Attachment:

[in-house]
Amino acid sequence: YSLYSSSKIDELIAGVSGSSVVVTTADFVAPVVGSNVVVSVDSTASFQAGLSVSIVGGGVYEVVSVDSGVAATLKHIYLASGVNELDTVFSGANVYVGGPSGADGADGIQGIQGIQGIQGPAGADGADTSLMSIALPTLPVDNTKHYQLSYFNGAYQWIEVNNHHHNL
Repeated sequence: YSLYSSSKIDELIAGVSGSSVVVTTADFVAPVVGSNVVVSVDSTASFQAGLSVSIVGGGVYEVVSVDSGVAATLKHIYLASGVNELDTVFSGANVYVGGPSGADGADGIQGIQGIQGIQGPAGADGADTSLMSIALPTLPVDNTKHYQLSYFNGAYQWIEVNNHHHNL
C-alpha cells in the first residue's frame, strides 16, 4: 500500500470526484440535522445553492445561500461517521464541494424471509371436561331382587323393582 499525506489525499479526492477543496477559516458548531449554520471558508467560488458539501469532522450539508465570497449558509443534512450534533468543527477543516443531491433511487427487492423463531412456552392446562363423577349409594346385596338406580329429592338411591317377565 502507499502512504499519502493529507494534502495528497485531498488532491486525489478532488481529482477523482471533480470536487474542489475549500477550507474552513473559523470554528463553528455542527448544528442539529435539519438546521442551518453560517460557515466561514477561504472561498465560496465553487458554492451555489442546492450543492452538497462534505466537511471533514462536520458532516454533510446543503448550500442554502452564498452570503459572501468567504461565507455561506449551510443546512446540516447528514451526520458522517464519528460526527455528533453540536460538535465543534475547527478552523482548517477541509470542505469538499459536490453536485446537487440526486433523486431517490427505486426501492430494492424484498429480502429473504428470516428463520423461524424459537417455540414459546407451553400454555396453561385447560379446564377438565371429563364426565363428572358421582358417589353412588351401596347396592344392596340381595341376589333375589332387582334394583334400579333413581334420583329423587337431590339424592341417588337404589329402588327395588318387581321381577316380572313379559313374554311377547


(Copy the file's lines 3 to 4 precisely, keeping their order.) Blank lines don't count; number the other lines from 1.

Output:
Repeated sequence: YSLYSSSKIDELIAGVSGSSVVVTTADFVAPVVGSNVVVSVDSTASFQAGLSVSIVGGGVYEVVSVDSGVAATLKHIYLASGVNELDTVFSGANVYVGGPSGADGADGIQGIQGIQGIQGPAGADGADTSLMSIALPTLPVDNTKHYQLSYFNGAYQWIEVNNHHHNL
C-alpha cells in the first residue's frame, strides 16, 4: 500500500470526484440535522445553492445561500461517521464541494424471509371436561331382587323393582 499525506489525499479526492477543496477559516458548531449554520471558508467560488458539501469532522450539508465570497449558509443534512450534533468543527477543516443531491433511487427487492423463531412456552392446562363423577349409594346385596338406580329429592338411591317377565 502507499502512504499519502493529507494534502495528497485531498488532491486525489478532488481529482477523482471533480470536487474542489475549500477550507474552513473559523470554528463553528455542527448544528442539529435539519438546521442551518453560517460557515466561514477561504472561498465560496465553487458554492451555489442546492450543492452538497462534505466537511471533514462536520458532516454533510446543503448550500442554502452564498452570503459572501468567504461565507455561506449551510443546512446540516447528514451526520458522517464519528460526527455528533453540536460538535465543534475547527478552523482548517477541509470542505469538499459536490453536485446537487440526486433523486431517490427505486426501492430494492424484498429480502429473504428470516428463520423461524424459537417455540414459546407451553400454555396453561385447560379446564377438565371429563364426565363428572358421582358417589353412588351401596347396592344392596340381595341376589333375589332387582334394583334400579333413581334420583329423587337431590339424592341417588337404589329402588327395588318387581321381577316380572313379559313374554311377547